So when you go and interview and talk and meet the team, it is very important for you to assess the person and the team you are going to work for. So if you work for treasury, investment management, fund management, corporate cash management, money management, market risk management, the person who will be responsible for your well being, who decides how well you do your job and if you deserve to survive and retain your role is the treasurer. He gets it. He plays with it every day.
But because of a conflict of interest with risk, the person you can get along best with, who understands what you do and why it is important sits on the other side of the table. While you report to the head of risk or the head of risk policy, who, because 90% of a typical bank’s exposure comes from credit risk, comes from credit risk. While these individuals are very qualified, educated and experience, the treasury function for them is the closest thing to black magic/voodoo a bank can have. They generally don’t get it and even if they try and they do, they will always be frictions supervising, guiding and mentoring you.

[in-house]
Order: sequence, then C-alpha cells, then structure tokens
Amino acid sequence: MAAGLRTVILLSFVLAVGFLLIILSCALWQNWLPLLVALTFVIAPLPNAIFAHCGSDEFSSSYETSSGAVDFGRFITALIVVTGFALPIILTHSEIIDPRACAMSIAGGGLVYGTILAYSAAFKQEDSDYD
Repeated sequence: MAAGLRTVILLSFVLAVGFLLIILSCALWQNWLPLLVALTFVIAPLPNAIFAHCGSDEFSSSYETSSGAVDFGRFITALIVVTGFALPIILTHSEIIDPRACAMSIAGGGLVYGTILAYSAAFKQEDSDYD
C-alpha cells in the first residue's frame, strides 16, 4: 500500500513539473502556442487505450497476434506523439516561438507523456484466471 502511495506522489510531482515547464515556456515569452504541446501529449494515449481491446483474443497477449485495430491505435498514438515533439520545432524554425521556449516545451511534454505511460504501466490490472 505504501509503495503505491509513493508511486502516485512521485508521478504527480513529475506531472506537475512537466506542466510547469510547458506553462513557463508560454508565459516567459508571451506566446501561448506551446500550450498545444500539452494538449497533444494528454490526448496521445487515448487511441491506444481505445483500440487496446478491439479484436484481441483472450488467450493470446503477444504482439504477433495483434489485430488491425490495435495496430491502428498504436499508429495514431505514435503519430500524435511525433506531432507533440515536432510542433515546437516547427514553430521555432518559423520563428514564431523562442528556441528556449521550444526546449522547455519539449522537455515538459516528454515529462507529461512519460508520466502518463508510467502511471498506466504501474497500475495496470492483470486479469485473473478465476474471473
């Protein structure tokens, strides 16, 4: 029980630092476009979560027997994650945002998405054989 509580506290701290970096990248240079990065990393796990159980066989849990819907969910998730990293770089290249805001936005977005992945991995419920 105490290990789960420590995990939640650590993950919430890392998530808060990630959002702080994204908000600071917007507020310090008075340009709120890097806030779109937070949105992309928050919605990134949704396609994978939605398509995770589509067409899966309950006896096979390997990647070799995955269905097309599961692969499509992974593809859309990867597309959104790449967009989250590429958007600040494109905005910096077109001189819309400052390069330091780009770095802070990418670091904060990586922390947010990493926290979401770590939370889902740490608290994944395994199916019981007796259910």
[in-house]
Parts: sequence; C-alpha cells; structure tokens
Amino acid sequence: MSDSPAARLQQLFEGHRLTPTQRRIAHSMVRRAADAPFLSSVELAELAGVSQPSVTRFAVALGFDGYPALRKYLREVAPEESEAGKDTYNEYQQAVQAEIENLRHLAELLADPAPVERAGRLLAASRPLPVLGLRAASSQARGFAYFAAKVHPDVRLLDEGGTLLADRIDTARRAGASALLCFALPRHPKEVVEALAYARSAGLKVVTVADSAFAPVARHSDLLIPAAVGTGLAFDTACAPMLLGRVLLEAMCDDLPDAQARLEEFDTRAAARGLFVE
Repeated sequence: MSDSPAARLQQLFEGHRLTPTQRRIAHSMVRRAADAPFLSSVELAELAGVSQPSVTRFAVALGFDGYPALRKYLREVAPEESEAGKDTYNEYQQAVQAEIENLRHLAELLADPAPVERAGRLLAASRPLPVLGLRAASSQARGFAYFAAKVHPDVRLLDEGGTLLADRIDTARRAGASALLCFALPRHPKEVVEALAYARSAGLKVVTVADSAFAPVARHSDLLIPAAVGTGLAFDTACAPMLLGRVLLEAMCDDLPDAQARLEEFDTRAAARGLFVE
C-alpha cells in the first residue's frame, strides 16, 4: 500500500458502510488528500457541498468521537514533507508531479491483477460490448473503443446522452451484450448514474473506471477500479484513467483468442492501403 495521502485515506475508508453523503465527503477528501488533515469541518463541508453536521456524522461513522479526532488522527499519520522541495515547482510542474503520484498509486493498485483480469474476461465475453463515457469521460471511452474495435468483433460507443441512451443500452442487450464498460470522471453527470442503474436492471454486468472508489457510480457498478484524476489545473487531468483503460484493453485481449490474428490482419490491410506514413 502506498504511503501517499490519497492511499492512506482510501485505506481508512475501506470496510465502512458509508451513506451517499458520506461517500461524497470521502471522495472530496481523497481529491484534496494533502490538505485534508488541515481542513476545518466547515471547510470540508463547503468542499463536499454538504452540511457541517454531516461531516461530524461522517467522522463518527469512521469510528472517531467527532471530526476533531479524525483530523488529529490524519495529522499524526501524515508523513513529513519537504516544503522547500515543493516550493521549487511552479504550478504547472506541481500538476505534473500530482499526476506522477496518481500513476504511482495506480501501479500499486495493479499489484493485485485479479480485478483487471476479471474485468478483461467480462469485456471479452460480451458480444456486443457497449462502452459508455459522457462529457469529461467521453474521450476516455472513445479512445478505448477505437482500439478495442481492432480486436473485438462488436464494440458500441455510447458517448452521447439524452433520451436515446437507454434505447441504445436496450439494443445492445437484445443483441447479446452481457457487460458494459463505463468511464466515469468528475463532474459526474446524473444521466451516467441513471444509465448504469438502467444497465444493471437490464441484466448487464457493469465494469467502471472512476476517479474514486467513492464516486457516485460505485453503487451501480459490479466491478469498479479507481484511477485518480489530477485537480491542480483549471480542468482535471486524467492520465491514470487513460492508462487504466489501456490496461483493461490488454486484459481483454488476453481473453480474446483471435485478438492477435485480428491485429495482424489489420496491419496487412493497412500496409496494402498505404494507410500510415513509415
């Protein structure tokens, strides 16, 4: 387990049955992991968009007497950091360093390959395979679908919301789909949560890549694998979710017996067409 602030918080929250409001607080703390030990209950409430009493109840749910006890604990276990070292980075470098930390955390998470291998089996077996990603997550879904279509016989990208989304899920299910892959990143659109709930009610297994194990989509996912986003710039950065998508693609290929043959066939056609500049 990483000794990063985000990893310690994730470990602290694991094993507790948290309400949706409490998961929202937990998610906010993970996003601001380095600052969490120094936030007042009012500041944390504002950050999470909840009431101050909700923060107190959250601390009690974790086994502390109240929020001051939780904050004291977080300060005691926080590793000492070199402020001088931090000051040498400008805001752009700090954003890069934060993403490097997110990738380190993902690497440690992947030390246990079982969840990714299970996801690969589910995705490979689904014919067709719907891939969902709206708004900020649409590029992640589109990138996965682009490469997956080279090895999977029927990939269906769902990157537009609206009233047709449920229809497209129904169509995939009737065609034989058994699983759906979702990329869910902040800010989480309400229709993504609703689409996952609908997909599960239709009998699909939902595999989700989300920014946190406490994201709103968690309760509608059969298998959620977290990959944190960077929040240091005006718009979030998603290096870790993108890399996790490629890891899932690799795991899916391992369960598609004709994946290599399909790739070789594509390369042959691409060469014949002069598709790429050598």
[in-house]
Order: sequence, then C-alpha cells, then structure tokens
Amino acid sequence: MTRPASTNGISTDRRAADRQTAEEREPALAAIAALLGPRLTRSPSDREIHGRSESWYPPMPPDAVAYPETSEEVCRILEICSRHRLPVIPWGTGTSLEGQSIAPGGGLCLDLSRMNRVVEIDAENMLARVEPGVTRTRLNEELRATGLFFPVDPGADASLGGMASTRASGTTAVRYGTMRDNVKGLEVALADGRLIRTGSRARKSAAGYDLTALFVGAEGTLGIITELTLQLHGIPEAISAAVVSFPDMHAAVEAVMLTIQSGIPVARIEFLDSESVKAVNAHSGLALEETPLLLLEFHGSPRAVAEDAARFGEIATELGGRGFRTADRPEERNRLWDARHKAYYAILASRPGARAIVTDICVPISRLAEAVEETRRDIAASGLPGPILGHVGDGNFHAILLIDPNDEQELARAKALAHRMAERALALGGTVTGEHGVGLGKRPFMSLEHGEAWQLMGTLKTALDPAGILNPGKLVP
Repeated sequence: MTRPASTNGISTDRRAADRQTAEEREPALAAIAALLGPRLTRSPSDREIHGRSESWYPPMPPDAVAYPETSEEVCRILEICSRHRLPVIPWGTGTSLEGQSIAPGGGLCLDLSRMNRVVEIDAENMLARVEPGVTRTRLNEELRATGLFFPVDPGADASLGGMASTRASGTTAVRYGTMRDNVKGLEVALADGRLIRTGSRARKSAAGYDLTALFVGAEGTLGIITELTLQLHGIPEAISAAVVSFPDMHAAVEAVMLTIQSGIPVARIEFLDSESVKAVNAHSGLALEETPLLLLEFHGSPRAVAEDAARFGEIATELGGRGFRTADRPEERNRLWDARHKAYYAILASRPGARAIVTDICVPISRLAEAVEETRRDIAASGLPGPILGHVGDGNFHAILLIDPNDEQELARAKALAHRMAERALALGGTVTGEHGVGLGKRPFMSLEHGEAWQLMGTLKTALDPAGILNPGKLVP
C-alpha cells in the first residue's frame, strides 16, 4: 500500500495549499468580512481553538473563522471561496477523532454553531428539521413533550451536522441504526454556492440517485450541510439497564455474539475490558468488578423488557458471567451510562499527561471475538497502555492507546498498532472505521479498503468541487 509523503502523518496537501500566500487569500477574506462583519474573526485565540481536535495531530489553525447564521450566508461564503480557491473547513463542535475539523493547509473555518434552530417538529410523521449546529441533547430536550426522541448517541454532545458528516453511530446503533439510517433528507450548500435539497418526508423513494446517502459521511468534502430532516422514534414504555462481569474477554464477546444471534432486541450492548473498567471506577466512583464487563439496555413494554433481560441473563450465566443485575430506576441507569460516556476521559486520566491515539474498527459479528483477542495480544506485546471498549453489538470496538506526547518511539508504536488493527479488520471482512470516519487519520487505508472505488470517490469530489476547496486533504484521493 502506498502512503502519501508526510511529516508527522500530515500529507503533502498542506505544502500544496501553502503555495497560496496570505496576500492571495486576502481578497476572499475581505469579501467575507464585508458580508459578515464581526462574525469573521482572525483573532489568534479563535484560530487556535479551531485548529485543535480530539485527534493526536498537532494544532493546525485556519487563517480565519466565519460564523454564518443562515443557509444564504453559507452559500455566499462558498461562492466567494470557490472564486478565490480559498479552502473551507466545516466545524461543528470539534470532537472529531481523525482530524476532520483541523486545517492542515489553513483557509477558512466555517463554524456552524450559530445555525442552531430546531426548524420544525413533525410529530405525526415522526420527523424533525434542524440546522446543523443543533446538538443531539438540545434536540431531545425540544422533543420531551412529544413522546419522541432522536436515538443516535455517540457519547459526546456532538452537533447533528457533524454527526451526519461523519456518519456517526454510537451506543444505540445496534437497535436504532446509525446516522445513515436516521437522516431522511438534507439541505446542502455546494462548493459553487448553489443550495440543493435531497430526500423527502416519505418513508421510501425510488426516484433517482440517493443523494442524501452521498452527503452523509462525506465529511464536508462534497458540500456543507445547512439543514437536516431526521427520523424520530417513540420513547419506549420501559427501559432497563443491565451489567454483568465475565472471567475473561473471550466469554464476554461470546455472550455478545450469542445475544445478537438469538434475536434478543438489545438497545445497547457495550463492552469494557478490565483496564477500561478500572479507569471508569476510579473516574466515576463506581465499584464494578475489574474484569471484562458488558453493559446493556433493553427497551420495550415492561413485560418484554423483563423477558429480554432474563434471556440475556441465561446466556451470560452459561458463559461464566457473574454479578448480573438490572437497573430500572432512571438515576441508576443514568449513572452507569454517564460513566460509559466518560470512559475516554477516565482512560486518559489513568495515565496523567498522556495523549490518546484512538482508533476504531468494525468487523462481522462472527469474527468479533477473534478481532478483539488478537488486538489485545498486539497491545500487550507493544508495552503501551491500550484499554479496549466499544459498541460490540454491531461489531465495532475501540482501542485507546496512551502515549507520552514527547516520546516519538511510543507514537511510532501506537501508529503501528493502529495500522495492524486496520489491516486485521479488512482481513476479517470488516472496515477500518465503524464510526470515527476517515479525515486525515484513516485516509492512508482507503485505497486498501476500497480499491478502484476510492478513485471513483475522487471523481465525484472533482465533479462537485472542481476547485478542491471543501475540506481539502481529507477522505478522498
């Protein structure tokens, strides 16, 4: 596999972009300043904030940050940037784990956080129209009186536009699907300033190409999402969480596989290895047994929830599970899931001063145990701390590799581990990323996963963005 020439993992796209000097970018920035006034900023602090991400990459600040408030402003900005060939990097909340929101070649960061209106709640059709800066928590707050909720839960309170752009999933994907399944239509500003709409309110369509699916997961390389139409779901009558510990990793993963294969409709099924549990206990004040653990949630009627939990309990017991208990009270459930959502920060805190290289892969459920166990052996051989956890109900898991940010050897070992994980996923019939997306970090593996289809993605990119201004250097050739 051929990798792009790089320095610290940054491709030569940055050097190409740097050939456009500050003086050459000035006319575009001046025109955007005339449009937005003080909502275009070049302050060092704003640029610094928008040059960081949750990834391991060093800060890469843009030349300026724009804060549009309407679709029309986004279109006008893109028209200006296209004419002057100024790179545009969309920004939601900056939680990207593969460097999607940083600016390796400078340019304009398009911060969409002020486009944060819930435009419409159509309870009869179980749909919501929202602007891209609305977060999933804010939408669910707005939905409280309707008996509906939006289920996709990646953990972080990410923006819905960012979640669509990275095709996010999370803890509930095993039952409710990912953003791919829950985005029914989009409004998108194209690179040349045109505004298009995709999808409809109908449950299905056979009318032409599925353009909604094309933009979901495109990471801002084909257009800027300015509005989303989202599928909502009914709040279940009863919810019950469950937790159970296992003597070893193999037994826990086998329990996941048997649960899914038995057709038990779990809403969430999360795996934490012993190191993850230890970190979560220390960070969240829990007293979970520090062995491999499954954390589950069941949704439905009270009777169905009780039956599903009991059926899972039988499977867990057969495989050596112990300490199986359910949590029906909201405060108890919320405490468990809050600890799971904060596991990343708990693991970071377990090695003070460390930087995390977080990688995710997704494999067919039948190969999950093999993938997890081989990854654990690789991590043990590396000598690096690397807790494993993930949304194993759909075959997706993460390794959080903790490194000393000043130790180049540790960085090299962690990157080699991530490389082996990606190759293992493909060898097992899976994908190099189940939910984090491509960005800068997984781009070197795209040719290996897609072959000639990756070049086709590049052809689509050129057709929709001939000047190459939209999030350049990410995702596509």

Unless and until the head of risk comes from an investment and treasury management background, option to work for treasury or market risk desk may not be the best possible long term career choice. You can experiment and build your profile in your initial years but till you find a boss who understands that prices move outside of models, the models break, that crisis arrive without warnings, don’t get too comfortable in that role and don’t expect to be pampered.